Monday, June 6, 2011

Taking A Step Back from The Fake Meat

Believe it or not, this was done in 15 minutes!
I've been following Vegetarian Times' 28-Day Veg Bootcamp, which is designed to help you kick start a vegetarian diet.  While I consider myself officially kick started, I thought it would be fun to look at some tips and get inspired.

I also got a nice good reminder about something that's pretty important.

Meat substitutes are bona fide health foods.

In the same way that meat wasn't meant to be a human's primary food source, neither are meat's vegetarian doppelgangers designed to be consumed in mass quantities. Like other processed foods, they should be eaten in moderation, but they certainly can play a part in a healthy diet. For optimum health, resist the urge to rely on packaged meat substitutes to form the basis of every meal, and approach them like treats instead. That way, you'll have time to get acquainted with all the wonderful whole foods out there that make terrific meal centerpieces: meaty mushrooms, hearty squashes, rustic root vegetables, and satisfying grains.

I used to pride myself on avoiding processed meat substitutes.  It was easy for me to do it, given most of them are mainly soy.  Lately, I realize I've been getting a little giddy about soy-free meat substitutes.  In the process, I've gotten away from the core of how I like to cook: fresh veg, whole grains, natural proteins.

So, tonight, I decided to get back to basics and cook a meal that was both convenient and 100% fresh.  I had some Israeli couscous that I grabbed from the bulk bin at Whole Foods a few weeks ago.  While that was cooking up, I sauteed shallots, portabello mushrooms, tomatoes, cannelini beans, garlic and tons of fresh spinach, seasoning it with freshly ground pepper, sea salt, oregano, basil and red pepper flakes.  I combined the couscous with the veg and added in some vegetable broth to help the cooking along.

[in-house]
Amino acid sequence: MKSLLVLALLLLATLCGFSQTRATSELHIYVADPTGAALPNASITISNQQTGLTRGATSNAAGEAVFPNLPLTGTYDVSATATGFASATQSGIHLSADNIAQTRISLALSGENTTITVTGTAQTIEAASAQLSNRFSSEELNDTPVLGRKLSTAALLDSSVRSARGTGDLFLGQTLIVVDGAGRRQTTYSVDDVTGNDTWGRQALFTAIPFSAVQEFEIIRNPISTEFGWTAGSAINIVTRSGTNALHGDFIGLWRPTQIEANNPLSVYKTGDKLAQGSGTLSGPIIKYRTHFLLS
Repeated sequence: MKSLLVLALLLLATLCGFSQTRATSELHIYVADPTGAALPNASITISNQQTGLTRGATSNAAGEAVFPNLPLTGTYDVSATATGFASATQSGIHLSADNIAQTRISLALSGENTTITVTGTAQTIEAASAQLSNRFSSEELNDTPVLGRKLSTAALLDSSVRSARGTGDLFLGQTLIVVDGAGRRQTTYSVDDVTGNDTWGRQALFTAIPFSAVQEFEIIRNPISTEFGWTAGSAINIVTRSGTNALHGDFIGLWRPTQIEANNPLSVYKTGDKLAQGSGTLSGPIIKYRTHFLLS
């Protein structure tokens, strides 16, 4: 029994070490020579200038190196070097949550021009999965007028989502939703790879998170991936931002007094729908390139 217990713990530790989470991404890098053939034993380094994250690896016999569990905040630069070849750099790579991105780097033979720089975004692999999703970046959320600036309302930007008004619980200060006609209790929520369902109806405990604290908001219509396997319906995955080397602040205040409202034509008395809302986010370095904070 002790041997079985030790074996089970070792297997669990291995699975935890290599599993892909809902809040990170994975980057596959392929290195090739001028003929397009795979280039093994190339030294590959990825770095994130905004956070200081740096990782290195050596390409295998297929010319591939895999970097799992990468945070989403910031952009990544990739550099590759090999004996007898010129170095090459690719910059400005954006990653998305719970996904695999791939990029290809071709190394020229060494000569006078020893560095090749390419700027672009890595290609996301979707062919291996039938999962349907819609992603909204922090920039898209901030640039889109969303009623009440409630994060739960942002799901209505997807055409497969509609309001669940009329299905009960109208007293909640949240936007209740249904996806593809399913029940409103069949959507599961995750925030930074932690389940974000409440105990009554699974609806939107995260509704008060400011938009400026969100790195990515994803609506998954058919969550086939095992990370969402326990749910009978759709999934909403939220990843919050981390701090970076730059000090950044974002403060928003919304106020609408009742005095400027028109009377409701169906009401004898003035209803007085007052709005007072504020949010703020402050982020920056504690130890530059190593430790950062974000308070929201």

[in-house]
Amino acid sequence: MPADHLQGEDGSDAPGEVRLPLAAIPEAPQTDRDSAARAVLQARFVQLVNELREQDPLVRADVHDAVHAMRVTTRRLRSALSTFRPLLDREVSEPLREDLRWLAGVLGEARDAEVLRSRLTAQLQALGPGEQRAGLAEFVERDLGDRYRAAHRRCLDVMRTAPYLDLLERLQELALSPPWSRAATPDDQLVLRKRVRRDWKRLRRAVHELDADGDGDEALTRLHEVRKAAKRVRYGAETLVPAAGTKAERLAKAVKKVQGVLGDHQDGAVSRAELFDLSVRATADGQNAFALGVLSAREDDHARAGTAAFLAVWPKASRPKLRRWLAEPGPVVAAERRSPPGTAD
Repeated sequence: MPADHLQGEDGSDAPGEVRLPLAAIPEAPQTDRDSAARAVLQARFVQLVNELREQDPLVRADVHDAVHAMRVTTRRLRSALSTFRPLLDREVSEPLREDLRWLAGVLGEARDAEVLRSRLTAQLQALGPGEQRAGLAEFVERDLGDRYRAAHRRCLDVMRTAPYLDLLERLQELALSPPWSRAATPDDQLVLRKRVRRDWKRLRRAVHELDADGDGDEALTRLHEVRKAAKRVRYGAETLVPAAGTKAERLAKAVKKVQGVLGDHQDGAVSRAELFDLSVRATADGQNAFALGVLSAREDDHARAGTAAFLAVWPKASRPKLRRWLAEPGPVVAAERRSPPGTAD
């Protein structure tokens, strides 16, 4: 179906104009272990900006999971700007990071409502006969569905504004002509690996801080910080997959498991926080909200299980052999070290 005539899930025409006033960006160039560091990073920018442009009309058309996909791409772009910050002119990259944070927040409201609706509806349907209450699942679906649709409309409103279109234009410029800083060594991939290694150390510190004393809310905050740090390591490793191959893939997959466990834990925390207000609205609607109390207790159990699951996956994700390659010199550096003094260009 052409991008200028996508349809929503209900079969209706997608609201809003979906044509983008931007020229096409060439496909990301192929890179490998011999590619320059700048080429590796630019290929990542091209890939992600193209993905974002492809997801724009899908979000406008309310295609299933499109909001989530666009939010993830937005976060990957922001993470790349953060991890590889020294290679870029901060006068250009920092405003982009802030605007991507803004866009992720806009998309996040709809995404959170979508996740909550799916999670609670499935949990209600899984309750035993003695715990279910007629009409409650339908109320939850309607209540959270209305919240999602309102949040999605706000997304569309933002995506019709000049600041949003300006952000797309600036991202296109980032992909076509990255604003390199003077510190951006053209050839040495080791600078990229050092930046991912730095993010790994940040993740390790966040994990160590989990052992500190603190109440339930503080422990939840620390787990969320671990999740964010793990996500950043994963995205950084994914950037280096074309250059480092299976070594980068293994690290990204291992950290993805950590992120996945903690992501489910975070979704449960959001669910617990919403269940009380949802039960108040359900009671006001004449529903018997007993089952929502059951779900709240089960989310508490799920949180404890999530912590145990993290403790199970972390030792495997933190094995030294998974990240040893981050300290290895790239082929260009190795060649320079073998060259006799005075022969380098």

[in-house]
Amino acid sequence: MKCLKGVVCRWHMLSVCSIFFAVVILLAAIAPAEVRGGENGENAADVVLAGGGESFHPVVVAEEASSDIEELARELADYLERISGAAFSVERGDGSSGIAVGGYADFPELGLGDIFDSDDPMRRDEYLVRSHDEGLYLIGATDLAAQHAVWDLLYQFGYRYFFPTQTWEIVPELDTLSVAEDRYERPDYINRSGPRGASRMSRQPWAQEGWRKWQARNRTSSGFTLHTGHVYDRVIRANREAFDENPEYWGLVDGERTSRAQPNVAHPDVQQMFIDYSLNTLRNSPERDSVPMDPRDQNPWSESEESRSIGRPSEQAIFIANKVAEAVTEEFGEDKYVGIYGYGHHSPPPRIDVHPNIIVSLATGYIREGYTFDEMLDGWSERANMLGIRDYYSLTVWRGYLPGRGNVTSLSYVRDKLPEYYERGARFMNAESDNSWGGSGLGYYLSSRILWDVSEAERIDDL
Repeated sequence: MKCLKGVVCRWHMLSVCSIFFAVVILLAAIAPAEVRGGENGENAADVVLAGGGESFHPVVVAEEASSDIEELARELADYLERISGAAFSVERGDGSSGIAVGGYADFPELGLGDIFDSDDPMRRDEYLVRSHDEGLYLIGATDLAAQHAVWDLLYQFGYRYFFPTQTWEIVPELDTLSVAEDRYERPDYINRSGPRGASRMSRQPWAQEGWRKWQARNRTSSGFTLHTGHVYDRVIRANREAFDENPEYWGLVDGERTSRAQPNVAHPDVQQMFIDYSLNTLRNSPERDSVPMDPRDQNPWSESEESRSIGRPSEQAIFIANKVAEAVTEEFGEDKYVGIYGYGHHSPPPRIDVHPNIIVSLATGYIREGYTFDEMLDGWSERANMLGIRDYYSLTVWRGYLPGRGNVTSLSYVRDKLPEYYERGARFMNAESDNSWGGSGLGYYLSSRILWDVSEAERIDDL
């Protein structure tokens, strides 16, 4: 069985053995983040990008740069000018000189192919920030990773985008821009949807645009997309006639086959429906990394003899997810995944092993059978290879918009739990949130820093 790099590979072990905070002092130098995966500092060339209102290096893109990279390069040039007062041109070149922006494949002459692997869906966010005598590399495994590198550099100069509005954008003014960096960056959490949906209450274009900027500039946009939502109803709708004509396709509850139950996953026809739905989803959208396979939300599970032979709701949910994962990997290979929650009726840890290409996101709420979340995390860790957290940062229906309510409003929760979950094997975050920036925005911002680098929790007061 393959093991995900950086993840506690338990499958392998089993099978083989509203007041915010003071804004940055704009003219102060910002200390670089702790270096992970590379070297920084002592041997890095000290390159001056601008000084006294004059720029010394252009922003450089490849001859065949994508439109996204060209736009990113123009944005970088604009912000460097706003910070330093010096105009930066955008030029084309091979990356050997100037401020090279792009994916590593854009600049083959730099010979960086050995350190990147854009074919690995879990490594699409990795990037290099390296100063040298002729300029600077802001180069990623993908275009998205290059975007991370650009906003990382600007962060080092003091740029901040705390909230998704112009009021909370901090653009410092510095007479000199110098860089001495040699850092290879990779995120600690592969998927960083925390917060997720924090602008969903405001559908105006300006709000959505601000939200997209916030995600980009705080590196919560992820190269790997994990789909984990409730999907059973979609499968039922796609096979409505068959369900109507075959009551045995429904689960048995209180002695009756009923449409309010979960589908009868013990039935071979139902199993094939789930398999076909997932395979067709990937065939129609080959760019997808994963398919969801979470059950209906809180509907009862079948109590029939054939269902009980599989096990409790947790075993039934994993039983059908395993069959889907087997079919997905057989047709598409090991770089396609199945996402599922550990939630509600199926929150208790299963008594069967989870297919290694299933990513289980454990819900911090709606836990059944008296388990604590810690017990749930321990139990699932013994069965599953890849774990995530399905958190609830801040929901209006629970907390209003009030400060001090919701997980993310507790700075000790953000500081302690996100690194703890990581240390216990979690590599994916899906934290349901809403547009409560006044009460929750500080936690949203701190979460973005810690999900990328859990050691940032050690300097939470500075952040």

I did a couple of things to up the convenience factor.   First, I used a really good knife.  The higher quality the knife, the more smoothy and quickly chopping goes.  However, I also used pre-washed and pre-cut mushrooms and bagged baby spinach, both of which cut my prep time further.  To get the garlic minced, I used a Hand Chopper, rather than cutting it by hand.  Canned beans are practically instant - open, rinse and add to pan.  Since Israeli couscous cooks in 8-10 minutes, I had dinner on the table a little more than 15 minutes from when I started.

Now, I still expect to enjoy Quorn and Grain Meat Company products from time to time - they're not junk food, after all.  But, I clearly have the ability to cook a convenient meal with fresh ingredients, and it's worth the effort.

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